So, where did this idea derive from? I will start from the end, and go back and forth- you can skip this section, if you are just interested in the conceptual or technical design of the solution.

The background? On the technical side, since the mid-1990s along with proprietary-database Decision Support Systems I was also using or designing data warehouses or datamarts with the typical “star schema”, and working with more than half a dozen different Business Intelligence and datamart/datawarehousing design tool, while between the late 1980s and late 1990s I also designed and delivered methodologies.

Yes, in the 1980s my first software development activities in high school were actually aiming at sharing solutions and masking complexity- specifically, the first piece of software I sold was to solve equations graphically on a Sinclair ZX Spectrum (search Wikipedia, if curious about the technology) in BASIC, before then shifting to PROLOG and then to PASCAL.

As I had seen in my prior personal interests in studying cultures (archeology, languages, BNF, cultural anthropology), practicising and studying politics in two languages (eventually added to Italian and French also English) while still in high school.

Why did I start toying with computers at 14-15 (first test: Fortran IV on an IBM 360 with punched-card input), in the late 1970s to early 1980s? Because I was interested in “electronic brains”, after having been interested in both natural brains (read few books), cultural anthropology, architecture, archeology- and anything related to transmission of knowledge.

Then, applied those concepts when I delivered computer training as a volunteer during my compulsory services in the Italian Army in 1985-1986 (I proposed, designed, and delivered the course, and coached other teachers).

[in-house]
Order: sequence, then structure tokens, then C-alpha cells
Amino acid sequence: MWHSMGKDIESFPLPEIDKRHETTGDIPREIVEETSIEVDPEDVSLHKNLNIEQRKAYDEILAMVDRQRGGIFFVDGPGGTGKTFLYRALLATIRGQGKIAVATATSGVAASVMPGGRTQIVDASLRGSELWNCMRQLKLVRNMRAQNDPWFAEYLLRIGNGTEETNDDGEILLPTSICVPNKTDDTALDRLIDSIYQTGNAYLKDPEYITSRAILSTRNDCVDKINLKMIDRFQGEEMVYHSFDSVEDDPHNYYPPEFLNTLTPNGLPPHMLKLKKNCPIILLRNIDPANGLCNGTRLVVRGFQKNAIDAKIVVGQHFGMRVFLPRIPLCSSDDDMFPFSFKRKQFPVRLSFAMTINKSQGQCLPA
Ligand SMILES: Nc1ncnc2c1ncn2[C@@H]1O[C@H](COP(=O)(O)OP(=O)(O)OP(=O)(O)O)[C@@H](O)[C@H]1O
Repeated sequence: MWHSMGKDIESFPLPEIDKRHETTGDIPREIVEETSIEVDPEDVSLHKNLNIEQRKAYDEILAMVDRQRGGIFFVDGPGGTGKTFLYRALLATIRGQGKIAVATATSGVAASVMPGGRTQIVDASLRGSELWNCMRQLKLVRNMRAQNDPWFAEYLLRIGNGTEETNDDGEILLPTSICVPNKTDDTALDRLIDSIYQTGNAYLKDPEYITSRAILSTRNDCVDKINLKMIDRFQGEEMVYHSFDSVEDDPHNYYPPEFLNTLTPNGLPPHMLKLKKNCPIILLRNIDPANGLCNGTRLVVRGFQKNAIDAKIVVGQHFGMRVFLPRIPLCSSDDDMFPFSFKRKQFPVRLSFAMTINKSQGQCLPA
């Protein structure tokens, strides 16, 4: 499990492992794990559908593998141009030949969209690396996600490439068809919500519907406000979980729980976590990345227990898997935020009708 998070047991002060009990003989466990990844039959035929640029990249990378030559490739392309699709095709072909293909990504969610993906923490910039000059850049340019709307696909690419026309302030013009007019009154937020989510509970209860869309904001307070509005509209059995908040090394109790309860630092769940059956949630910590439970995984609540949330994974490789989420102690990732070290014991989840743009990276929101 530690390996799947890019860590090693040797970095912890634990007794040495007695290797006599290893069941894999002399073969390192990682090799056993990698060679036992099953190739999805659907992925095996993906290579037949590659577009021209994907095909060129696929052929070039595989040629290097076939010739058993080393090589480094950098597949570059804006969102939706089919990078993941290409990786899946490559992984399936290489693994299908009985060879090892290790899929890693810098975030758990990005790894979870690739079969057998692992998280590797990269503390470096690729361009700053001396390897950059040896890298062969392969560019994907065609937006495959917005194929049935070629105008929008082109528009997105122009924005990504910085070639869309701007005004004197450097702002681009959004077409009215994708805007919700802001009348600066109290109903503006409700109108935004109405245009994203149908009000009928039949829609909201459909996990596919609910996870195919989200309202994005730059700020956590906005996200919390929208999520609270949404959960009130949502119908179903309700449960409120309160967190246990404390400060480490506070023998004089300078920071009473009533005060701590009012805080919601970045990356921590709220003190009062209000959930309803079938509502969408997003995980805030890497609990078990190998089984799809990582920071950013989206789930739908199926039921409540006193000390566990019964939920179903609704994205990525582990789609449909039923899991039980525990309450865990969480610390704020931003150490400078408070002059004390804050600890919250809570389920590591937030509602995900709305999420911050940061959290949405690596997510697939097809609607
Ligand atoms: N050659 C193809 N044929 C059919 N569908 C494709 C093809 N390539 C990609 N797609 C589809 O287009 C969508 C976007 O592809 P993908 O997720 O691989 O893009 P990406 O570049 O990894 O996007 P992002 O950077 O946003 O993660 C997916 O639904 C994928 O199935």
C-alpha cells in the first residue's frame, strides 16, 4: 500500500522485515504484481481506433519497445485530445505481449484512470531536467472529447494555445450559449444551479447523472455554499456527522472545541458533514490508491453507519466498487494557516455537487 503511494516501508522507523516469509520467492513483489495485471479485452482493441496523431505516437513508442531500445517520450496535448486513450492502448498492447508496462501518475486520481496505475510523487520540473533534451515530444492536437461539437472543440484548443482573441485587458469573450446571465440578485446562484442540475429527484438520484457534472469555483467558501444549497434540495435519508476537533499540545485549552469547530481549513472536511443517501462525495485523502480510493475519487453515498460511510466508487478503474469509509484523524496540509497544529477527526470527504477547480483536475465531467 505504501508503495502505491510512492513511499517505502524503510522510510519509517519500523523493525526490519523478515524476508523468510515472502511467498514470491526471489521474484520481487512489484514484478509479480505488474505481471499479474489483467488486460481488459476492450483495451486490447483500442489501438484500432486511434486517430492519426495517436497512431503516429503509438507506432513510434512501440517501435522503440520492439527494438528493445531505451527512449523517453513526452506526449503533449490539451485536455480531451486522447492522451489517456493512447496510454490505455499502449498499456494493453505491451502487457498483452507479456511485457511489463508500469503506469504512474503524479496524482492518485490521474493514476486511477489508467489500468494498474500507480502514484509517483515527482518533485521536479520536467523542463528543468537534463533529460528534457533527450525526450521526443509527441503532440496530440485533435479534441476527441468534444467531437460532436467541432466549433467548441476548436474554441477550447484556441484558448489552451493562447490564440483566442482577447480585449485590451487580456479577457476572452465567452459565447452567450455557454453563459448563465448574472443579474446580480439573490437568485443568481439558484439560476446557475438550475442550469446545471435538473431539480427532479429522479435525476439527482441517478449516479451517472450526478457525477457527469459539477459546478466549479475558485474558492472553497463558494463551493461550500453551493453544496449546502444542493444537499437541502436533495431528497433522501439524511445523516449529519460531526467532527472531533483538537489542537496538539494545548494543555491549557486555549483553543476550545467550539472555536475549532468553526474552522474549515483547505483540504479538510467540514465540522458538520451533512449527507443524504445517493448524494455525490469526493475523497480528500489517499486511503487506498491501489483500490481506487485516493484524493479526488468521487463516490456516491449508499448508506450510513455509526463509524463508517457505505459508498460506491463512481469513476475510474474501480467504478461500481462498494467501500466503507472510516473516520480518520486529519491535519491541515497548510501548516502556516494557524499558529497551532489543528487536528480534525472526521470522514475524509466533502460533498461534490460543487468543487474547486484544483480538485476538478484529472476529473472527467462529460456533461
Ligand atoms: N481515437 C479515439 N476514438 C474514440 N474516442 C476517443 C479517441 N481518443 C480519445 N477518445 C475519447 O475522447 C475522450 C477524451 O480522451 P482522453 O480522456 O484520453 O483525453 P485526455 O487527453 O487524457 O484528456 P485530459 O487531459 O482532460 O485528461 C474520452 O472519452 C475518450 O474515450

I was lucky enough, in the late 1980s, for my Decisions Support Systems activities for Andersen in Italy, to work across all the industries and domains covered by Andersen, and to have access to their project library.

If you consider that by that time I had played with classification and book archival systems for 15 years (library at home, using libraries around, re-classification of files in the Army, working in spare time at the Army barracks library), my “technological” experience listed above (BNF, PROLOG, studying cultures and classifying artefacts or books) was useful to connect few dots.

Oh, yes, and as a teenager I also was active in politics in a couple of languages, earned some money as a “ghostwriter in sedicesimo”, sold used books, computers, videogames.

Over the last few decades, all those experiences done when I had time as a teeneager were repeatedly useful, but created the need to “optimize” also retrieval of ideas, solutions, concepts that could be used to speed up solving new issues.

Yes, because the concepts underlying old techniques can also be used to solve new issues- provided that you remember that having access to a specific set of expert skills or knowledge does not imply trying to use them, except when relevant.

And provided that you never forget that whatever you design has to balance different sets of needs for different “audiences”.

I do not consider myself “technical”, i.e. expert, in anything except change and negotiations.

For everything else, learned if and when needed, looked for experts, and involved them- whatever my official role was.

Try having a storage of experiences accumulated across industries, countries, technologies for over 30 years: deciding what you must keep up-to-date and what you should delegate are just a couple of the issues, more important is retaining the ability to retrieve and reuse, including by keeping your knowledge network alive, and reassess continuously what is worth (re)learning and updating.

All that was based anyway on the concept of “filtering” complexity, to enable leveraging on few expert resources (whatever their expertise- including sales people), so that many could actually have access to the knowledge of few.

Follow the menu options on top.

You can contact me on Linkedin.com

Hits: 34